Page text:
Authored by Republican Houston state Sen. Joan Huffman, Senate Bill 21 would prevent those charged with a crime from being released on a personal bond if they'd recently been convicted of a felony or Class A or B misdemeanor. Possession of marijuana and driving with an invalid license fall under the latter. Personal recognizance bonds don't require defendants to pay cash or post a bond before being released, though there are fees.
Those charged with multiple offenses, or people who committed an offense while out on bail, also wouldn’t have access to personal bonds.
Huffman insists the bill would prevent recently released violent offenders from committing more crimes. In a tweet, she posted an article about a man who is accused of killing a Houston police sergeant and was released on bond.
“The need for bail reform via my SB 21 is real,” Huffman said. “This is a slap in the face to law enforcement.”
Although widely supported by Republicans, some fear that Huffman's bill would disproportionately target jails’ minority and low-income populations. The American Civil Liberties Union of Texas submitted written testimony in opposition to Huffman’s bill, which the Texas Senate Committee on Jurisprudence heard last Thursday.
The need for bail reform via my SB 21 is real. This is a slap in the face to law enforcement. I look forward to our Jurisprudence hearing tomorrow at 9am where we will discuss SB 21. Read more about the bill here: https://t.co/EpMVMr1Pf7 #txlege https://t.co/au2gXt2CyW— Joan Huffman (@joanhuffman) March 17, 2021
As filed, SB 21 is “unwise, unfair and unconstitutional,” said Nick Hudson, policy and advocacy strategist for the ACLU of Texas. It would hamper judges’ discretion in allocating personal bonds for large numbers of people.
Huffman’s bill would install new financial barriers to defendants’ pretrial release, which could work to worsen racial inequities, Hudson said in the written testimony. Under a money bail system, minorities are more likely to be detained pretrial.
Compared with white men, Black men receive bail amounts 35% higher, Hudson said; it’s 19% for Latinos. Nixing personal bonds would exacerbate racial disparities behind bars, he added.
Around 13% of the state’s population is Black, but in 2019, Black people made up one-third of Texas prison inmates, according to the Texas Department of Criminal Justice.
Hudson said his organization is committed to working with any office to make the bail system fair, safe and just.
“[SB 21] doubles down on our broken money bail system and further criminalizes poverty,” Hudson said in a statement. “It also undermines the Constitution and rule of law at the expense of public safety.”
SB 21 would also widen the net for pretrial detention, said Krish Gundu, co-founder and executive director of the Texas Jail Project. The state’s jail population is already strained, but Huffman’s measure would further inflate it.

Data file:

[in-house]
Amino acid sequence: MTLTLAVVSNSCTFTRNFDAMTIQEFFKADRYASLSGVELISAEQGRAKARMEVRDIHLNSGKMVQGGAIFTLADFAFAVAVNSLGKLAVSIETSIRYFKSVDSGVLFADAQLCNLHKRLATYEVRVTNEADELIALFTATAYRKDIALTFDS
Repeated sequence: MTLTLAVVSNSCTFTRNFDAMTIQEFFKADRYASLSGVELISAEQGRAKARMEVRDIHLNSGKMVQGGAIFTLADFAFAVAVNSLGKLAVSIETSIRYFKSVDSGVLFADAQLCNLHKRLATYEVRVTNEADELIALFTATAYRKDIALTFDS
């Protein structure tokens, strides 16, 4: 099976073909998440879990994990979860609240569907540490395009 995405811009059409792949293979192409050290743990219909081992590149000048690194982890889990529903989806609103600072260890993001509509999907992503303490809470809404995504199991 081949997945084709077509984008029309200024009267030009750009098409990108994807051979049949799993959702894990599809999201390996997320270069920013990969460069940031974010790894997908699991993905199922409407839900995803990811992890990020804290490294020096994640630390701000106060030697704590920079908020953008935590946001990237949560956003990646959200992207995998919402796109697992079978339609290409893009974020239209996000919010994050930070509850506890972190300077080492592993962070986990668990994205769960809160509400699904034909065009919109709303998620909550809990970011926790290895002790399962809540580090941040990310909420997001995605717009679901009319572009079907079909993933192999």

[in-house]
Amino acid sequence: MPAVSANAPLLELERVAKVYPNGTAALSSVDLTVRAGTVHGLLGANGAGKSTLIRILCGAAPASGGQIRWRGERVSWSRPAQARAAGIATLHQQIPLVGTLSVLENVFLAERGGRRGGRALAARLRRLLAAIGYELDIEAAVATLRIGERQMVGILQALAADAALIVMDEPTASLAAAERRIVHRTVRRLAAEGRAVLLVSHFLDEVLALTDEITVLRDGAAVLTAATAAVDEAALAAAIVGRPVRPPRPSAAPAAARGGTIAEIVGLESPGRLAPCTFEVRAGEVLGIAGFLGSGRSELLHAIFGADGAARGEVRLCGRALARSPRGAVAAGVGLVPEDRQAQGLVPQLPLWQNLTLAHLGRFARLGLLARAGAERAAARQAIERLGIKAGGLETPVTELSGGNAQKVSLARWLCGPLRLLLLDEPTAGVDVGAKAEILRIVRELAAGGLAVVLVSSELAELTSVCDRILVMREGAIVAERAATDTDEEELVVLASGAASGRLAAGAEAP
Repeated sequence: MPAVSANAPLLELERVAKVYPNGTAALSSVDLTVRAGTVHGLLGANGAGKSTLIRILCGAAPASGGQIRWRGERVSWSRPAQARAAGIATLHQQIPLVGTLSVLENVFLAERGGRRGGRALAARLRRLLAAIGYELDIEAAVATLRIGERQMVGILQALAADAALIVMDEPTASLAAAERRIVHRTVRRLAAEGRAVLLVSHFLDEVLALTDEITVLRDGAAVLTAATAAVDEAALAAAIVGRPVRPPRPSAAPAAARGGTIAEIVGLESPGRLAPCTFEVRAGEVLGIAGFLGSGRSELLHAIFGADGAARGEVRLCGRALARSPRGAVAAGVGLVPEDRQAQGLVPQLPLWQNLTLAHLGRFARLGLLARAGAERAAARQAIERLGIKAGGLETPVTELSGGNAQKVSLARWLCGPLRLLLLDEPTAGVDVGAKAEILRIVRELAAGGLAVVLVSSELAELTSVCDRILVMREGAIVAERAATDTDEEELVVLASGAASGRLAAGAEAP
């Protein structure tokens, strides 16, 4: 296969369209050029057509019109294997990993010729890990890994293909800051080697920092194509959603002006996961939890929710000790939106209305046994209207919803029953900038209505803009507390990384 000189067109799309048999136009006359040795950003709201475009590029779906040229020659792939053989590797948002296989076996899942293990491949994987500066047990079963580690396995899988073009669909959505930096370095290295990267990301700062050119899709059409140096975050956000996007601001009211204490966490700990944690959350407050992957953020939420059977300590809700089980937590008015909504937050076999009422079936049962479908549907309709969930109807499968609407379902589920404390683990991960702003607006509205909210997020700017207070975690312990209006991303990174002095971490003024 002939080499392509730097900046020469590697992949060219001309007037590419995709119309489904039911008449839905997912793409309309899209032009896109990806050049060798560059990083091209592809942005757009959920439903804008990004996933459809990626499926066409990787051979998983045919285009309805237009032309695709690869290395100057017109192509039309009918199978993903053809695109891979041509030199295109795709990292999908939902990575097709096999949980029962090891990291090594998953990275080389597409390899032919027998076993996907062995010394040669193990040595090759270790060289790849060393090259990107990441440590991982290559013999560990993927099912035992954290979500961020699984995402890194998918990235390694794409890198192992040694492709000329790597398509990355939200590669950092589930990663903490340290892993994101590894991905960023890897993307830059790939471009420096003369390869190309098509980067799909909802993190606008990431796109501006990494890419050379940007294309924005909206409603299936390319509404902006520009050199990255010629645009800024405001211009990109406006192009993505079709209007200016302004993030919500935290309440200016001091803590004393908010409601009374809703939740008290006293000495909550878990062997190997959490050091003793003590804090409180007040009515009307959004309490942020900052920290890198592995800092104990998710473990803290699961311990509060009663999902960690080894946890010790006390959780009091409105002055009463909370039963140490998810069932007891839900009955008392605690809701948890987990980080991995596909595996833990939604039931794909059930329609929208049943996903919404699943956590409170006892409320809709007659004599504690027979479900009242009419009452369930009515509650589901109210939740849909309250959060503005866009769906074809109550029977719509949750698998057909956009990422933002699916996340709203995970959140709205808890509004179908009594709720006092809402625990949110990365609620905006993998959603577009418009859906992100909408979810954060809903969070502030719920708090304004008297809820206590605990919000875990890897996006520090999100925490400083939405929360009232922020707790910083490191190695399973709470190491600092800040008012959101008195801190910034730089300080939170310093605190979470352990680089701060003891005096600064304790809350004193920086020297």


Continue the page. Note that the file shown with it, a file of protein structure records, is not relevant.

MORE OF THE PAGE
"This is a pushback on bail reform efforts that are sweeping through the country." – Krish Gundu, Texas Jail Project co-founder and executive director
Plus, the bill seems tailor-made for Harris County, she said; it wouldn’t necessarily be fit for other areas.
“My personal feeling is that this is a pushback on bail reform efforts that are sweeping through the country,” Gundu told the Observer.
Another bill is “much worse” than Huffman’s, Gundu said. Kerrville state Rep. Andrew Murr, a Republican, filed House Bill 20, which could make it harder for certain people with intellectual and developmental disabilities and mental health issues to be released on bond.
“Those kinds of folks, if they sit in jail, they decompensate pretty rapidly," Gundu said. "And right now, the jails have become the largest confinements of people with mental illness."
Early in the pandemic, an executive order by Gov. Greg Abbott banned the release of those previously convicted or accused of violent crimes. It came as officials in some localities, such as those in Harris County, pushed to release inmates because of COVID-19 concerns.
During his State of the State address, Abbott called on the state’s legislators to fix the bail system “that recklessly allows dangerous criminals back out onto our streets,” according to The Texas Tribune. Named in honor of a state trooper who was killed by a suspect out of bond, Abbott made the "Damon Allen Act" an emergency item this session.
One bail reform measure has taken on the name. Filed by Democratic state Rep. Ron Reynolds of Missouri City, the Damon Allen Act would cover both the areas of low-income defendants and repeat offenders, according to Houston Public Media. So far, it hasn’t attracted any cosponsors.
Public safety is also at risk because of a broken bail system that recklessly allows dangerous criminals back onto the streets.— Gov. Greg Abbott (@GovAbbott) February 3, 2021
Too many Texans like Damon Allen have been murdered because of our broken bail system. #SaferTEXAS pic.twitter.com/NaUabzB2qz
Meanwhile, Gundu said she supports House Bill 1352 by Democratic Dallas state Rep. Jasmine Crockett because it would accelerate the release of pretrial defendants, some of whom must wait for a period of months or even years.